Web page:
Estevan Florial is likely the Guardians’ fourth outfielder. However, if Kwan misses time (or has to cover center), Tyler Freeman and Will Brennan are potential replacements. Freeman is a former top prospect who has struggled in the majors; Brennan has struggled too, but he has more big league outfield experience. Rule 5 pick Deyvison De Los Santos is an infielder, but he can fake it in the outfield if necessary.

Name
PA
AVG
OBP
SLG
wOBA
Bat
BsR
Fld
WAR

Evan Carter
399
.255
.354
.411
.335
5.3
-0.6
2.4
1.6

Wyatt Langford
203
.265
.339
.479
.350
5.2
-0.2
0.6
1.0

Travis Jankowski
77
.246
.343
.321
.301
-1.1
0.1
0.5
0.1

Josh Smith
14
.238
.336
.378
.317
-0.0
-0.0
0.0
0.0

Dustin Harris
7
.235
.312
.382
.303
-0.1
0.0
-0.0
0.0

Total
700
.256
.348
.420
.335
9.3
-0.7
3.5
2.8

Evan Carter made his mark last fall, posting a 180 wRC+ in 23 regular season contests and following that up with a 155 wRC+ in the playoffs. At 21 years old, he is still on the young side for a top prospect, yet he already looks like an above-average everyday player. Carter can draw walks, run like the wind, and hold his own with the glove. The big questions are if he can get his strikeout rate down and if the prodigious power he displayed last season is anywhere close to the real deal. Our prospect team is high on his hit tool (55/60 grade) but not sold on his game power (40/45 grade). Neither ZiPS nor Steamer was convinced by his fireworks show last season either, projecting him for average isolated power in 2024.

Wyatt Langford, the fourth overall pick in the 2023 draft, is knocking on the big league door after a brief romp through the minor leagues. He’s technically a corner outfielder, but his defense grades out poorly, and we think he’ll get most of his playing time at DH. Still, his offensive projections are ridiculous for a 22-year-old rookie; if he keeps hitting like he did in the minors last year, he could play shortstop for all I care.

Travis Jankowski will back up all three outfield spots after his surprisingly productive 2023 season. Ezequiel Duran can play the outfield too, but he’s a natural infielder, and that’s where Texas needs him right now.

Name
PA
AVG
OBP
SLG
wOBA
Bat
BsR
Fld
WAR

Tyler O’Neill
434
.258
.336
.463
.344
6.8
0.2
1.6
1.9

Masataka Yoshida
140
.294
.359
.459
.352
3.1
-0.4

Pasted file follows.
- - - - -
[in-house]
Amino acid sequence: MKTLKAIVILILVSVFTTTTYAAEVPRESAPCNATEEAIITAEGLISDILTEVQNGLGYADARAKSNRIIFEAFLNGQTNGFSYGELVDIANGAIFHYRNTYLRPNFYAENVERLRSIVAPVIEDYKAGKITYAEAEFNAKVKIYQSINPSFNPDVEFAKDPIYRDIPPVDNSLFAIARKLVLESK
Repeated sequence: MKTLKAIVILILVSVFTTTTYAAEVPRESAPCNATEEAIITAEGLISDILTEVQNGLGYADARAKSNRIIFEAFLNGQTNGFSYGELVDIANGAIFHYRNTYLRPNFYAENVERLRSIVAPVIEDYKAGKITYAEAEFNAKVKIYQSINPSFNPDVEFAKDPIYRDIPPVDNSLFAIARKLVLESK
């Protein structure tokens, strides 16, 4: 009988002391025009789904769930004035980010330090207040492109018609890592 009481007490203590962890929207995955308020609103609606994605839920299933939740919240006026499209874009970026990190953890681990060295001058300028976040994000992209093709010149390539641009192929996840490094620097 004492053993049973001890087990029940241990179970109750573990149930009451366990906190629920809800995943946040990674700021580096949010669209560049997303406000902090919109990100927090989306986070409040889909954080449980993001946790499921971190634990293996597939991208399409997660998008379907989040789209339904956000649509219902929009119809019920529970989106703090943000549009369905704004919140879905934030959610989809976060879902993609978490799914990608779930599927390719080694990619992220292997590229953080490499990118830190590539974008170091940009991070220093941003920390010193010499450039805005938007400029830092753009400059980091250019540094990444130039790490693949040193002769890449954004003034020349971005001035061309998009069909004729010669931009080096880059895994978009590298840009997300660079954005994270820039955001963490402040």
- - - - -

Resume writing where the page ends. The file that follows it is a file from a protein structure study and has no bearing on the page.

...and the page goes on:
-0.3
0.6

Jarren Duran
56
.257
.318
.424
.320
-0.2
0.2
-0.2
0.1

Wilyer Abreu
42
.246
.341
.415
.330
0.2
-0.1
0.3
0.1

Rob Refsnyder
21
.262
.355
.399
.333
0.1
-0.0
-0.0
0.1

Bobby Dalbec
7
.222
.299
.421
.312
-0.1
-0.0
-0.0
0.0

Total
700
.264
.340
.454
.342
10.0
-0.1
1.4
2.8

Tyler O’Neill is coming off a second straight mediocre season at the plate, but the projections remain convinced he’s a talented hitter, with good on-base skills and impact power. Presumably, the Red Sox were similarly convinced when they dealt for him this winter. If O’Neill meets his projected 113 wRC+, he could be the best right-handed hitter in Boston’s lefty-heavy lineup.

As Ceddanne Rafaela continues to make his case to be the Opening Day center fielder, Alex Cora is facing a decision as to how to best divide playing time in the outfield corners. O’Neill can cover all three outfield positions, but he’s a good bet to be Cora’s primary left fielder. That’s where he has most of his big league experience, and it makes more sense for the speedier Jarred Duran to cover the right field expanse at Fenway Park. That doesn’t leave much playing time for Wilyer Abreu, but too much depth is always a good problem to have.

A regular outfield alignment of O’Neill, Rafaela, and Duran will make for a strong defensive unit. Even better, it means Masataka Yoshida can make most of his starts at DH. However, on days when Cora wants to prioritize offense, Yoshida can handle left field instead. His glove may be a problem, but his offensive projections look a lot closer to his strong numbers from the first four months of the 2023 season than his terrible fall-off in August and September.

Name
PA
AVG
OBP
SLG
wOBA
Bat
BsR
Fld
WAR

Lars Nootbaar
455
.249
.352
.439
.343
9.6
0.0
-0.1
2.0

Alec Burleson
105
.272
.322
.434
.326
0.8
-0.3
0.0
0.3

Dylan Carlson
70
.256
.339
.418
.329
0.7
-0.1
0.1
0.2

Brendan Donovan
42
.274
.365
.397
.337
0.7
-0.1
-0.2
0.1

Michael Siani
21
.215
.297
.315
.275
-0.7
-0.0
0.1
-0.0

Jared Young
7
.232
.307
.385
.302
-0.1
-0.0
-0.0
0.0

Total
700
.254
.345
.429
.336
11.0
-0.4
-0.0
2.7

Lars Nootbaar is doubtful for Opening Day, but the Cardinals are hoping his rib fracture won’t keep him off the field for long. The young outfielder broke out in 2022, producing 2.6 WAR in just 347 PA. He was even more valuable the following year, putting up 3.2 WAR and qualifying for the batting title with one plate appearance to spare. Still, he could have been even more productive in 2023 if it weren’t for three separate stints on the IL. Now a core piece of the Cardinals lineup, he’ll look to play in more than three-quarters of his team’s games for the first time.

Nootbaar’s defining feature is his plate discipline. Over the last two seasons, only seven hitters (min. 500 PA) have a higher walk rate. Only one of those six, Juan Soto, has a lower strikeout rate than the Cardinals’ left fielder. What’s more, Nootbaar’s chase rate has ranked among the best in the game for the past two years, and he has improved his whiff rate dramatically from each season to the next. His disciplined approach has helped him maintain well-above-average overall numbers despite a dreadfully low BABIP in 2022 and mediocre power output in 2023.

Alec Burleson will handle left field until Nootbaar is ready to play. The Cardinals also have a solid fourth outfielder in Dylan Carlson, who can cover left when he isn’t filling in for Tommy Edman in center. The versatile Brendan Donovan can pitch in as well. Finally, top 100 prospect Victor Scott II could enter the picture as the year goes on, but the Cardinals don’t need to rush him along.